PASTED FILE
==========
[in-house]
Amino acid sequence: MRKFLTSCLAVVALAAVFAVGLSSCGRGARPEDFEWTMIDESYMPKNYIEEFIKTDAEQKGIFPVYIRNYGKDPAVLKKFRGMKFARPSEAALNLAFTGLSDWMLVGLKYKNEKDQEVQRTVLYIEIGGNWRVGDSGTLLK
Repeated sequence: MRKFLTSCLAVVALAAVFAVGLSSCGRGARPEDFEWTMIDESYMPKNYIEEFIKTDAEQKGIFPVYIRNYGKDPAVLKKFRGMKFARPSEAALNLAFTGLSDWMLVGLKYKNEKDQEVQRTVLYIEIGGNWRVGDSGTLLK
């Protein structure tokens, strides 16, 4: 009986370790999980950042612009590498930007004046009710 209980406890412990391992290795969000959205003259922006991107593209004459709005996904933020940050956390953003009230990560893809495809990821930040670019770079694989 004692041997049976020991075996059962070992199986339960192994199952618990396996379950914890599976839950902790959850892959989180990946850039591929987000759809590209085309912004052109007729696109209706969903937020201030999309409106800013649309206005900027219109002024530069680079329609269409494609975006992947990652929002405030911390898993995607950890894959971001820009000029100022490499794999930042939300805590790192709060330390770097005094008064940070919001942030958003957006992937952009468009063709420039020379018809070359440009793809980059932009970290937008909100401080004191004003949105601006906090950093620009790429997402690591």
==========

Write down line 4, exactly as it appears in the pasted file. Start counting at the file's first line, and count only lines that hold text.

């Protein structure tokens, strides 16, 4: 009986370790999980950042612009590498930007004046009710 209980406890412990391992290795969000959205003259922006991107593209004459709005996904933020940050956390953003009230990560893809495809990821930040670019770079694989 004692041997049976020991075996059962070992199986339960192994199952618990396996379950914890599976839950902790959850892959989180990946850039591929987000759809590209085309912004052109007729696109209706969903937020201030999309409106800013649309206005900027219109002024530069680079329609269409494609975006992947990652929002405030911390898993995607950890894959971001820009000029100022490499794999930042939300805590790192709060330390770097005094008064940070919001942030958003957006992937952009468009063709420039020379018809070359440009793809980059932009970290937008909100401080004191004003949105601006906090950093620009790429997402690591």